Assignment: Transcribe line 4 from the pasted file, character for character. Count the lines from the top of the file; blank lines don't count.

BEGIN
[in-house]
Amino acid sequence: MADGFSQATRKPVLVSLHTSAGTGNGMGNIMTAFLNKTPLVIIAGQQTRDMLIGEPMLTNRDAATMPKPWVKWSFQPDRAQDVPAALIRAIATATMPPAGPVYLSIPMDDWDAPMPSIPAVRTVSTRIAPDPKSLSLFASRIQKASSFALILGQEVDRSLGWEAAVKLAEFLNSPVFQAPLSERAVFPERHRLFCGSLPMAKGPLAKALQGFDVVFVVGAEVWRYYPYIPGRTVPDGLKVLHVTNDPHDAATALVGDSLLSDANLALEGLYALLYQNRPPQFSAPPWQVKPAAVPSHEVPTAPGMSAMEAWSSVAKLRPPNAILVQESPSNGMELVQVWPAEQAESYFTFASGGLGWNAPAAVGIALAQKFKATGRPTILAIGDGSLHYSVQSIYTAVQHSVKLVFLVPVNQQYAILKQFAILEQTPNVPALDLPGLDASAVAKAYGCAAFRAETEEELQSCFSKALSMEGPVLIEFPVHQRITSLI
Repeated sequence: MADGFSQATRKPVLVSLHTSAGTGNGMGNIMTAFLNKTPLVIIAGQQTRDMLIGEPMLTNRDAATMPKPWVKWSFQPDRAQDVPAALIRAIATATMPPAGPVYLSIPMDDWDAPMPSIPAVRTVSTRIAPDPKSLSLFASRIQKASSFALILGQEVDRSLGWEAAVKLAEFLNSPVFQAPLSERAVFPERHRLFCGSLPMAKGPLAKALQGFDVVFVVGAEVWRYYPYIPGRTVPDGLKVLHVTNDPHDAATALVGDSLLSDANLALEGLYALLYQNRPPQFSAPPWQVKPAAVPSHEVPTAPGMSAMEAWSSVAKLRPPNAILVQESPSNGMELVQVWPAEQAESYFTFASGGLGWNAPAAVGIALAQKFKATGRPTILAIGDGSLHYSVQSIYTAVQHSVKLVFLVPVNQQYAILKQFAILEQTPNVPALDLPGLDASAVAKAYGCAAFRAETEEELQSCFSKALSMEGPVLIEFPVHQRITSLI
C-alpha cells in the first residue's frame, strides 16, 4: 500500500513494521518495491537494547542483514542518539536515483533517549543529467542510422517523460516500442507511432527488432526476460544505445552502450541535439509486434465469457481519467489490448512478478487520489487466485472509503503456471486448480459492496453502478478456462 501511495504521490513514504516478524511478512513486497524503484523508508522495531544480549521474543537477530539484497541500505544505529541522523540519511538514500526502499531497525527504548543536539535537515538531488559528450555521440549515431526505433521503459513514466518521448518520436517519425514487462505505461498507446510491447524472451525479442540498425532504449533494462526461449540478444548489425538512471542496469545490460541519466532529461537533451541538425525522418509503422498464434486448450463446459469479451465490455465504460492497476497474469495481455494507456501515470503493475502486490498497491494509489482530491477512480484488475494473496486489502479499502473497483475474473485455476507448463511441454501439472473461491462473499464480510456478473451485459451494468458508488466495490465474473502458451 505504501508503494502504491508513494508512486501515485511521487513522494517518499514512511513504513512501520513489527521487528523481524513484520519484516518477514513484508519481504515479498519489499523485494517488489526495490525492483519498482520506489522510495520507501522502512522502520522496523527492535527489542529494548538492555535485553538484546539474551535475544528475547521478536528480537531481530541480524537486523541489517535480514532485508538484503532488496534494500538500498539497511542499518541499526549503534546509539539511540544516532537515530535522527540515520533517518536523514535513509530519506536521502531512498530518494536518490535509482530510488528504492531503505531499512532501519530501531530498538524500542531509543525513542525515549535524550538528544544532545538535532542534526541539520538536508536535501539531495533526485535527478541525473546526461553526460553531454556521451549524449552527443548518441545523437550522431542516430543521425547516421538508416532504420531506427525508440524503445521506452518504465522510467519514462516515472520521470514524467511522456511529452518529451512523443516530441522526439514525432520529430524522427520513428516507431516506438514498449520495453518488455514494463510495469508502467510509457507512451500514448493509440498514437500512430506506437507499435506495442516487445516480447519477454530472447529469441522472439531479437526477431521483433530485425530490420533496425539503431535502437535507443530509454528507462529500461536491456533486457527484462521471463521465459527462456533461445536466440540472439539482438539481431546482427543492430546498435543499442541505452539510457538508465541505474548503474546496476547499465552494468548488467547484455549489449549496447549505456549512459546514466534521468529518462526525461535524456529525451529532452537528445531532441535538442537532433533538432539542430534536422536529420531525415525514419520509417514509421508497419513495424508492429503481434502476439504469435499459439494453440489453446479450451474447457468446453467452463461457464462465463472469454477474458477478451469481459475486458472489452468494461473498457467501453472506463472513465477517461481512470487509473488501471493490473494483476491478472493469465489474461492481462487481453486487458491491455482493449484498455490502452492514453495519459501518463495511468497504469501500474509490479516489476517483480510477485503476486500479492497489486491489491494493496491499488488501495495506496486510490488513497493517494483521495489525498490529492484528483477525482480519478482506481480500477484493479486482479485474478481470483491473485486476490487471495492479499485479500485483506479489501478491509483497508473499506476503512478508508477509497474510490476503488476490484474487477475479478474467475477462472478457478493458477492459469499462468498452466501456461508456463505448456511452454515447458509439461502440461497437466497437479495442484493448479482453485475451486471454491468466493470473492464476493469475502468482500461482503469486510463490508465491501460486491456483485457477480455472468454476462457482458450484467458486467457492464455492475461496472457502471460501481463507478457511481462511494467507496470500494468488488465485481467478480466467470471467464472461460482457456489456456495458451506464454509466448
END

C-alpha cells in the first residue's frame, strides 16, 4: 500500500513494521518495491537494547542483514542518539536515483533517549543529467542510422517523460516500442507511432527488432526476460544505445552502450541535439509486434465469457481519467489490448512478478487520489487466485472509503503456471486448480459492496453502478478456462 501511495504521490513514504516478524511478512513486497524503484523508508522495531544480549521474543537477530539484497541500505544505529541522523540519511538514500526502499531497525527504548543536539535537515538531488559528450555521440549515431526505433521503459513514466518521448518520436517519425514487462505505461498507446510491447524472451525479442540498425532504449533494462526461449540478444548489425538512471542496469545490460541519466532529461537533451541538425525522418509503422498464434486448450463446459469479451465490455465504460492497476497474469495481455494507456501515470503493475502486490498497491494509489482530491477512480484488475494473496486489502479499502473497483475474473485455476507448463511441454501439472473461491462473499464480510456478473451485459451494468458508488466495490465474473502458451 505504501508503494502504491508513494508512486501515485511521487513522494517518499514512511513504513512501520513489527521487528523481524513484520519484516518477514513484508519481504515479498519489499523485494517488489526495490525492483519498482520506489522510495520507501522502512522502520522496523527492535527489542529494548538492555535485553538484546539474551535475544528475547521478536528480537531481530541480524537486523541489517535480514532485508538484503532488496534494500538500498539497511542499518541499526549503534546509539539511540544516532537515530535522527540515520533517518536523514535513509530519506536521502531512498530518494536518490535509482530510488528504492531503505531499512532501519530501531530498538524500542531509543525513542525515549535524550538528544544532545538535532542534526541539520538536508536535501539531495533526485535527478541525473546526461553526460553531454556521451549524449552527443548518441545523437550522431542516430543521425547516421538508416532504420531506427525508440524503445521506452518504465522510467519514462516515472520521470514524467511522456511529452518529451512523443516530441522526439514525432520529430524522427520513428516507431516506438514498449520495453518488455514494463510495469508502467510509457507512451500514448493509440498514437500512430506506437507499435506495442516487445516480447519477454530472447529469441522472439531479437526477431521483433530485425530490420533496425539503431535502437535507443530509454528507462529500461536491456533486457527484462521471463521465459527462456533461445536466440540472439539482438539481431546482427543492430546498435543499442541505452539510457538508465541505474548503474546496476547499465552494468548488467547484455549489449549496447549505456549512459546514466534521468529518462526525461535524456529525451529532452537528445531532441535538442537532433533538432539542430534536422536529420531525415525514419520509417514509421508497419513495424508492429503481434502476439504469435499459439494453440489453446479450451474447457468446453467452463461457464462465463472469454477474458477478451469481459475486458472489452468494461473498457467501453472506463472513465477517461481512470487509473488501471493490473494483476491478472493469465489474461492481462487481453486487458491491455482493449484498455490502452492514453495519459501518463495511468497504469501500474509490479516489476517483480510477485503476486500479492497489486491489491494493496491499488488501495495506496486510490488513497493517494483521495489525498490529492484528483477525482480519478482506481480500477484493479486482479485474478481470483491473485486476490487471495492479499485479500485483506479489501478491509483497508473499506476503512478508508477509497474510490476503488476490484474487477475479478474467475477462472478457478493458477492459469499462468498452466501456461508456463505448456511452454515447458509439461502440461497437466497437479495442484493448479482453485475451486471454491468466493470473492464476493469475502468482500461482503469486510463490508465491501460486491456483485457477480455472468454476462457482458450484467458486467457492464455492475461496472457502471460501481463507478457511481462511494467507496470500494468488488465485481467478480466467470471467464472461460482457456489456456495458451506464454509466448